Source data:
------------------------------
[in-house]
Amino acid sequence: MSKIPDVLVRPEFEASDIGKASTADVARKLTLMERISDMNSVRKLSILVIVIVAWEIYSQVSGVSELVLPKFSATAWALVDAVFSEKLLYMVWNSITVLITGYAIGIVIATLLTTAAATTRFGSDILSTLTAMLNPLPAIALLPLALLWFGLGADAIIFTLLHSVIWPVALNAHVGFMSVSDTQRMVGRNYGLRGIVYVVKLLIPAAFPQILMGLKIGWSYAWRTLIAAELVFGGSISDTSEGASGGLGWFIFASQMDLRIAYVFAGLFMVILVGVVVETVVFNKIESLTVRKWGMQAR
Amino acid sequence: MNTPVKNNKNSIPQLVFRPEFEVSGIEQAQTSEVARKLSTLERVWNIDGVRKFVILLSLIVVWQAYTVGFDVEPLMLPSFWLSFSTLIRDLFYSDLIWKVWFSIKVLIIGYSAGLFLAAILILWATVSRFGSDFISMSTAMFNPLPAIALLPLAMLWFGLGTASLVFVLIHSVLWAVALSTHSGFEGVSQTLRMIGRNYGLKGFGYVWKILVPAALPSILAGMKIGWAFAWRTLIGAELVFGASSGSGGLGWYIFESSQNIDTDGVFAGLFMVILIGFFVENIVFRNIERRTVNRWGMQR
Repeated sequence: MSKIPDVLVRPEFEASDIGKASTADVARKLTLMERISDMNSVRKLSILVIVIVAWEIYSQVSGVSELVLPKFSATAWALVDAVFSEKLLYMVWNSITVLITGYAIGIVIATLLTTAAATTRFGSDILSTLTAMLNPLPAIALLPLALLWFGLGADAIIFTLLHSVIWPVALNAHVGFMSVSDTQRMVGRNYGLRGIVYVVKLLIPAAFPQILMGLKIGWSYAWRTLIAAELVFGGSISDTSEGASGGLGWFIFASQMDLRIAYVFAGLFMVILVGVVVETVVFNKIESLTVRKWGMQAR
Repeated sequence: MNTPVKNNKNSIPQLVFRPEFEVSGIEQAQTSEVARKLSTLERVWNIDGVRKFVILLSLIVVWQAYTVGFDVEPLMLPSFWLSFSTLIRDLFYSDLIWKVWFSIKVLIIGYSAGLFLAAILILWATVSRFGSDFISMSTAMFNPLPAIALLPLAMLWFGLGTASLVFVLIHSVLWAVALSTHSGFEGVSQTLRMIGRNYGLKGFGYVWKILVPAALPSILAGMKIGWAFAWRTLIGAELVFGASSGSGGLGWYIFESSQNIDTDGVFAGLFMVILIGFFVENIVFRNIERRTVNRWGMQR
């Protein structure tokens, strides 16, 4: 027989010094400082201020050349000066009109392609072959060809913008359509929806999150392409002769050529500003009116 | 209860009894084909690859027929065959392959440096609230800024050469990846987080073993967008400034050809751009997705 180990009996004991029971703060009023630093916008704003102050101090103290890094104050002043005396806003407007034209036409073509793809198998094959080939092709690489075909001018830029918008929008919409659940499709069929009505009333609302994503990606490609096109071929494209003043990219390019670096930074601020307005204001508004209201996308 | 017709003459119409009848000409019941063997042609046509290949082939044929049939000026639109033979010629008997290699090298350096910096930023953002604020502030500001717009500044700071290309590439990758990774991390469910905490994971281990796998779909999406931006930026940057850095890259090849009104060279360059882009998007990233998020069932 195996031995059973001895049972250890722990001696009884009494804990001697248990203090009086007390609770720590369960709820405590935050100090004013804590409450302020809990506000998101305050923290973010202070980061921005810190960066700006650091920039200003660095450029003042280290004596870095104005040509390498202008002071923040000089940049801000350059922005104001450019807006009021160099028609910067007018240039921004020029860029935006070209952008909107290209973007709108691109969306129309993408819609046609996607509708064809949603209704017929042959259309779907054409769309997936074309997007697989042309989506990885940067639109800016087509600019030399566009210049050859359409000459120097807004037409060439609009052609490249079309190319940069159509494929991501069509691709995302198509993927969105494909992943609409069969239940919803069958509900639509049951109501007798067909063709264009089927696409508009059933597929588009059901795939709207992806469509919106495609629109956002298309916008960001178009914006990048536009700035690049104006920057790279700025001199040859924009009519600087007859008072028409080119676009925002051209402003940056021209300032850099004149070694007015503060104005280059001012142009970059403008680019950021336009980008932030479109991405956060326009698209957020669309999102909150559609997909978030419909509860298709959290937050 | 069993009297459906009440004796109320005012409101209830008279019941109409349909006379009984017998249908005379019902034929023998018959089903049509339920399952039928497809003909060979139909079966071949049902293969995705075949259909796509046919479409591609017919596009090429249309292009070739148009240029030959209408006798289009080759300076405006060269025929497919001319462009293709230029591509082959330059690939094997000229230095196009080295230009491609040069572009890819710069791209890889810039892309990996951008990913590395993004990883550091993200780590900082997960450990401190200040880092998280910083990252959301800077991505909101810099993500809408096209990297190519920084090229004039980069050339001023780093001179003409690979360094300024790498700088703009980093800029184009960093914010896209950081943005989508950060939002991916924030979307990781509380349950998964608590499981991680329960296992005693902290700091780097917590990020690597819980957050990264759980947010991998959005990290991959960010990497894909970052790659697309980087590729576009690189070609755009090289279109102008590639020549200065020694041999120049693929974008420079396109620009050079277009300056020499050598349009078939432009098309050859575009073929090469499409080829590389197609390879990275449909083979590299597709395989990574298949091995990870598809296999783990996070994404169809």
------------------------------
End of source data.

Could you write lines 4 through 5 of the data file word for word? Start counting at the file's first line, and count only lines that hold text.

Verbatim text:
Repeated sequence: MSKIPDVLVRPEFEASDIGKASTADVARKLTLMERISDMNSVRKLSILVIVIVAWEIYSQVSGVSELVLPKFSATAWALVDAVFSEKLLYMVWNSITVLITGYAIGIVIATLLTTAAATTRFGSDILSTLTAMLNPLPAIALLPLALLWFGLGADAIIFTLLHSVIWPVALNAHVGFMSVSDTQRMVGRNYGLRGIVYVVKLLIPAAFPQILMGLKIGWSYAWRTLIAAELVFGGSISDTSEGASGGLGWFIFASQMDLRIAYVFAGLFMVILVGVVVETVVFNKIESLTVRKWGMQAR
Repeated sequence: MNTPVKNNKNSIPQLVFRPEFEVSGIEQAQTSEVARKLSTLERVWNIDGVRKFVILLSLIVVWQAYTVGFDVEPLMLPSFWLSFSTLIRDLFYSDLIWKVWFSIKVLIIGYSAGLFLAAILILWATVSRFGSDFISMSTAMFNPLPAIALLPLAMLWFGLGTASLVFVLIHSVLWAVALSTHSGFEGVSQTLRMIGRNYGLKGFGYVWKILVPAALPSILAGMKIGWAFAWRTLIGAELVFGASSGSGGLGWYIFESSQNIDTDGVFAGLFMVILIGFFVENIVFRNIERRTVNRWGMQR